App State provides resources for those with eating disorders


Eating disorders affect people of all ages, but are especially prominent among college students. 20% of college students said they have or previously had an eating disorder.

Jackie Park, Reporter

Story by Jackie Park, News Reporter, @jackiempark

Photo by Lindsey Vaughn, Staff Photographer

12.3 percent of students who visited the App State Counseling Center last year were recognized as individuals living with an eating concern or body image issue.

“According to data from the Healthy Bodies Study at App, about 8 percent of undergraduate women and 4 percent of undergraduate men at Appalachian State University likely struggle with an eating disorder or eating concern,” Dr. Kati Connelly, coordinator of the Eating Concerns Treatment Team, said via email.

Connelly also said that 25 percent of women and 12 percent of men on campus are at risk of developing an eating disorder or concern.

It is estimated that around 8 million Americans suffer from eating disorders, according to the National Association of Anorexia Nervosa and Associated Disorders.

“The ECTT offers specialized services for students with eating and body image concerns,” Connelly said. “We provide eating concern assessment, individual therapy, group therapy, nutritional counseling, medical evaluation and psychiatric evaluation.”

Two students in the eating concerns team, who will remain anonymous due to the sensitivity of the information they shared, shared their experience of working with the counseling center.

“Support, Bloom, Recover is an organization that tries to form a community of people who are actively in recovery or recovered from an eating disorder,” a representative of the club said. “We do this in order to provide a sense of belonging and support.”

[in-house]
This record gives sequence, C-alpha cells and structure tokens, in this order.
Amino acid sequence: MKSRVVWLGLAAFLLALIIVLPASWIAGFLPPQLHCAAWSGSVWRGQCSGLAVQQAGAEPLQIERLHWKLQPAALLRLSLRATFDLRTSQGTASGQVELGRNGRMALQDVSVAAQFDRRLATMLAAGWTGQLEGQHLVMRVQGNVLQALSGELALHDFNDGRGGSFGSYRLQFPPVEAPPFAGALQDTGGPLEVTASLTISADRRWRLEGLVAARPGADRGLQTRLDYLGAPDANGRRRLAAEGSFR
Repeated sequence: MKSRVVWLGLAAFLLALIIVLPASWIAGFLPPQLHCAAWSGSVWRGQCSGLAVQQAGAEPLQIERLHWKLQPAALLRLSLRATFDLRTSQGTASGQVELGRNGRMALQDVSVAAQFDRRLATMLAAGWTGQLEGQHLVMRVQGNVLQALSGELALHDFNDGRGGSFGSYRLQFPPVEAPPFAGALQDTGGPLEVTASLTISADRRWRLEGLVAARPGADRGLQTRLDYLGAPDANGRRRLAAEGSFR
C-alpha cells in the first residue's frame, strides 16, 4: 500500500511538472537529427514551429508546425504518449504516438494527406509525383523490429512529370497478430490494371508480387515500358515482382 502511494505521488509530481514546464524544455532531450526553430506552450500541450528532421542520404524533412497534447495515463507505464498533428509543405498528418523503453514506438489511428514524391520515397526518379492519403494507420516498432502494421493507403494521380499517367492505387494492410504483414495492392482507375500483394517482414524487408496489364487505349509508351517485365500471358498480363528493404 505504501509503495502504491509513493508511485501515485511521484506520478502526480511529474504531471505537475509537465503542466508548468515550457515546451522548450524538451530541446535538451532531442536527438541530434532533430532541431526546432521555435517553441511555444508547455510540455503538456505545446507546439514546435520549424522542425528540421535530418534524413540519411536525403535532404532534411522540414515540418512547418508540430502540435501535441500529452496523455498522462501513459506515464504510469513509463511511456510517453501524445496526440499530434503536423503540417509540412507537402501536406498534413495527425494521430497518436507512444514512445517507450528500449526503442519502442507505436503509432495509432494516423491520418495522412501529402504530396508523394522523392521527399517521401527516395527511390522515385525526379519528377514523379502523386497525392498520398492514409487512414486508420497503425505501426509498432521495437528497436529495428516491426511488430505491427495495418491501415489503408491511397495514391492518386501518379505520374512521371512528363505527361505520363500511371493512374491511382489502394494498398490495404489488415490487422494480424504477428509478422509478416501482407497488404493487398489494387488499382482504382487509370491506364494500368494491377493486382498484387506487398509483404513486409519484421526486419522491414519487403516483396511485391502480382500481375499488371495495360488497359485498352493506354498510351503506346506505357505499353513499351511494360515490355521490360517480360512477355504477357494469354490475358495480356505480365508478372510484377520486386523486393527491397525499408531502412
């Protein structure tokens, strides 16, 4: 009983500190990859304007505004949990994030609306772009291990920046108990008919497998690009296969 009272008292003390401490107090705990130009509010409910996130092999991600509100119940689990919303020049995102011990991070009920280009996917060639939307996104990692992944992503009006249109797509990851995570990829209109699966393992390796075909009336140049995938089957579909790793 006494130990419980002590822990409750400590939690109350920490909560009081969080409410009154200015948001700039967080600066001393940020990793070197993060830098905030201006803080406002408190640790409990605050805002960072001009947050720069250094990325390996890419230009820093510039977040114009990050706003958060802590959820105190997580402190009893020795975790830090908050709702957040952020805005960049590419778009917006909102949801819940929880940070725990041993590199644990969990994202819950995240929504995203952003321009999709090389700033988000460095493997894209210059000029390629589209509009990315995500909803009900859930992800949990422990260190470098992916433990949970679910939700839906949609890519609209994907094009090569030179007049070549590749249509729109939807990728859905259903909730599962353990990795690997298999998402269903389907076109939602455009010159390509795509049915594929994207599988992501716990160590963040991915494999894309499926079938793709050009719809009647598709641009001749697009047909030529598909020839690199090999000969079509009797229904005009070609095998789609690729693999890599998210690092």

SBR provides more than a group of people to talk to, they participate in many activities within the community as well, such as writing letters to those in treatment centers and participating in the National Eating Disorders Association walk, a second representative of the club said.

“I never really talked about my eating disorder before being a part of this group,” the second representative said. “Obviously it’s something that weighs heavily on my mind, but it’s not something I can easily or comfortably talk about with most of my friends.”

“In SBR I can talk about my experiences with people who won’t judge me and can understand where I’m coming from,” the second representative said. “Even when I’m not talking I can just have fun with a group of people who support me and understand my experiences. It’s always good to know you’re not alone.”

According to the National Eating Disorders Association, eating disorders are “serious but treatable mental illnesses that can affect people of every age, sex, gender, race, ethnicity and socioeconomic group.”

“For about 6 years I struggled with bulimia,” the second representative said. “My bulimia was only partly motivated by issues with my body. Bulimia was also a coping mechanism to deal with my stress and later to help me cope with my sexual assault.”

“I believe that my experience with an eating disorder… taught me how to know when I need professional help to overcome difficult situations,” the first representative said. “It helped shape the person I am today, one that is more self-aware and knows when I need the help of others to be able to remain safe and healthy.”
The first representative also said that eating disorders can exist on a spectrum, ranging from perceiving some foods to be unhealthy, or falling into abnormal eating habits. They also said that these eating disorders are often not taken as seriously as they should be.

Connelly said that eating disorders can be devastating to a student’s personal life, and they should be treated not as a choice, but rather as a serious mental illness with potentially deadly ramifications.

The phone number for the Counseling Center is 828-262-3180 and the phone number for the National Eating Disorders Association Helpline is  1-800-931-2237.